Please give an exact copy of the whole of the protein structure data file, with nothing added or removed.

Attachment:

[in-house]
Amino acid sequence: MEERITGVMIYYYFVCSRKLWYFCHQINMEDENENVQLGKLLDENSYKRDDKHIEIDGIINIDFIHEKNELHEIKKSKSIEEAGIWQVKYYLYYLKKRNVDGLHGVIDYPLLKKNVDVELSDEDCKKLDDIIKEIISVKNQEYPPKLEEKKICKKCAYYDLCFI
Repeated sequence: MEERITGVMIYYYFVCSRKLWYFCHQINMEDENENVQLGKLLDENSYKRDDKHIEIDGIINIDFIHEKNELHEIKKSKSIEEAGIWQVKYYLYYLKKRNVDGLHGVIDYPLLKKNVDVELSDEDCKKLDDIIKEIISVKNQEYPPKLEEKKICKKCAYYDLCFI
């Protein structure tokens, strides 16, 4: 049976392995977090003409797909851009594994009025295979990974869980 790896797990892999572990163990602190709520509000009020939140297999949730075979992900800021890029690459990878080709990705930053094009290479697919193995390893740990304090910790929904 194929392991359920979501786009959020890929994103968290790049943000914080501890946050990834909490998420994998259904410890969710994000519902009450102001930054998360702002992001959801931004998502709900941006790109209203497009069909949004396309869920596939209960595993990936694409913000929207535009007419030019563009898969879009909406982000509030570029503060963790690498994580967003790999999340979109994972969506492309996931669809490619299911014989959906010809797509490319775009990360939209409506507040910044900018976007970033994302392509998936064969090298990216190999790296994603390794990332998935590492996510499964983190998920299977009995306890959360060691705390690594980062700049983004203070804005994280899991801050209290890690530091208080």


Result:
[in-house]
Amino acid sequence: MEERITGVMIYYYFVCSRKLWYFCHQINMEDENENVQLGKLLDENSYKRDDKHIEIDGIINIDFIHEKNELHEIKKSKSIEEAGIWQVKYYLYYLKKRNVDGLHGVIDYPLLKKNVDVELSDEDCKKLDDIIKEIISVKNQEYPPKLEEKKICKKCAYYDLCFI
Repeated sequence: MEERITGVMIYYYFVCSRKLWYFCHQINMEDENENVQLGKLLDENSYKRDDKHIEIDGIINIDFIHEKNELHEIKKSKSIEEAGIWQVKYYLYYLKKRNVDGLHGVIDYPLLKKNVDVELSDEDCKKLDDIIKEIISVKNQEYPPKLEEKKICKKCAYYDLCFI
């Protein structure tokens, strides 16, 4: 049976392995977090003409797909851009594994009025295979990974869980 790896797990892999572990163990602190709520509000009020939140297999949730075979992900800021890029690459990878080709990705930053094009290479697919193995390893740990304090910790929904 194929392991359920979501786009959020890929994103968290790049943000914080501890946050990834909490998420994998259904410890969710994000519902009450102001930054998360702002992001959801931004998502709900941006790109209203497009069909949004396309869920596939209960595993990936694409913000929207535009007419030019563009898969879009909406982000509030570029503060963790690498994580967003790999999340979109994972969506492309996931669809490619299911014989959906010809797509490319775009990360939209409506507040910044900018976007970033994302392509998936064969090298990216190999790296994603390794990332998935590492996510499964983190998920299977009995306890959360060691705390690594980062700049983004203070804005994280899991801050209290890690530091208080």